"Data-Driven Thinking" is written by members of the media community and contains fresh ideas on the digital revolution in media.
Today’s column is written by Ted McConnell, an independent consultant in the digital marketing space.
Six years ago, a brand manager approached me with a request for her new online campaign. “We need more reach,” she said.
I told her the plan reached virtually every person in the United States who could possibly use her product. The targeting was nearly perfect. She had more than enough budget to reach everyone who mattered – twice.
Her response: “The model shows reach sufficiency at double the current plan, so let’s get more.”
But how much reach is “sufficient” when you have miraculous targeting?
With TV, a gross rating point gives you, reliably, the number of viewable impressions to a demographic target group as a percentage of the total available audience. It rallies the competitive spirit. It gives you something you can count, count on and compare. It’s a beautiful thing, as long as you frame your audience goals in terms that television can offer.
But what if my target specification is people who became dissatisfied with their shampoo? How many of those are there? How many will there be next month? What percentage of that target group will I get when I buy WSJ.com?
It becomes a stretch to make that into a GRP. For all the hard work brands do to define a prime prospect, it usually ends up as a demographic target.
A GRP casts markets in terms that TV can deliver, but in doing so glosses over the potential of online because the Internet, at its best, can go right to the heart of the matter. Who do we really want to impress? We can be elegant and accurate, unless we limit our aspirations to the constraints of broadcast media.
OK, men don’t buy tampons, so in some cases, good demographic targeting and buying will provide a modicum of efficiency, but reducing humans to age and gender is famously flawed. We only did that in TV because we didn’t have a choice. But now we do.
Speaking directly to those with whom you can win is a huge advantage. Online, with a little guile, you can coax the media to deliver exactly what you wanted, no matter how convoluted the target specification. The implied proposition of mass media is that even with a sparse target, if you talk to everybody, your prospects are in there. It’s like standing on Times Square spouting religious talk and feeling sure that one of those godless people will change their mind.
Cultivating An Audience
A target-rich audience, demographics notwithstanding, is a godsend for an advertiser. Even a slight skew toward the mind you can change is a big advantage over a slight skew in, say, age. ROIs improve when the media delivers a demographic, but they soar when the audience is really looking for a solution to a problem your brand can solve. Online, you can cultivate, curate and hone your audience. That’s what people do with big data.
How many GRPs do I need to reach my audience of left-handed mechanics? Who cares? Just find a way to let them find you and wait. There has always been a gap in the media industry between target specifications and the offerings of media companies, but online, the GRP tends to proliferate that gap, not close it.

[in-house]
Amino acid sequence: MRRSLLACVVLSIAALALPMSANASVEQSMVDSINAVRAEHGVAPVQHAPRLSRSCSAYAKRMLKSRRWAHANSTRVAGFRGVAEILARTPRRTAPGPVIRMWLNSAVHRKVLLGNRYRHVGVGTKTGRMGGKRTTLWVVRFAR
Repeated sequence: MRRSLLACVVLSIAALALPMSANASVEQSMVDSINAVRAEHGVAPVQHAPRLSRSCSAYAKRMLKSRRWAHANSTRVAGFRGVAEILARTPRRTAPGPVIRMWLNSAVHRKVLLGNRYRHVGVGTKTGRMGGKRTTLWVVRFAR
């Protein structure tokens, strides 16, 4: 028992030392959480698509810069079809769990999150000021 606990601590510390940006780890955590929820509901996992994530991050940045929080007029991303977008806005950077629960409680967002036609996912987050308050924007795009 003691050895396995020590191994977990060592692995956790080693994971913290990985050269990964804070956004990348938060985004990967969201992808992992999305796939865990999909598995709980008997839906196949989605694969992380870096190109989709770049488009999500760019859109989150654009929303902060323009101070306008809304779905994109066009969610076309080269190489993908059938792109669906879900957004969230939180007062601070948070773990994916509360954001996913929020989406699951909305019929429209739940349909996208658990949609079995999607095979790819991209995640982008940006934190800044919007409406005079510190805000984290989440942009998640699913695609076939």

The Pros And Cons Of GRPs
The GRP, by virtue of being the lingua franca of planning, buying and accountability, makes life comfortable. How much did we need, how much did we get and how much inventory is available? It has the squishy comfort of a slider. It’s an easy-to-access shortcut to buying and planning media – the Big Mac of measures. It makes audiences generic. It turns attention into a commodity. Maybe we should call it the “McGRP.” More than 30 trillion sold!
However, as the ecosystem gets smarter, both content and ads will be targeted in ways that mercifully ignore the people we can’t persuade. The so-called ecosystem has its issues, but it has had the same impact on advertising that deregulation had on telephone service. It has spurred innovation, lowered prices, and increased competition. The agility of the ecosystem makes the GRP look like a blunt instrument. The only thing that can stop it now would be the government.
So, I conclude this rumination with the following pleas:
• To members of Congress: Please understand that regulating against cookies ensures that, in several years, you will be throwing the game to big platforms, such as Google, who will look a lot like AT&T did in 1985 – harvesting profit by sitting on a government-subsidized infrastructure. Move on. Nobody has died from seeing an ad.
• To the digital media industry: Don’t fall in love with the digital GRP. It’s a tool, but a blunt one. I love craft beer and Grace Potter; I doubt a beer company or record label would consider me a demographic target, but they would based on this behavior.
The GRP casts my attention as a commodity and, as you know, it’s not.
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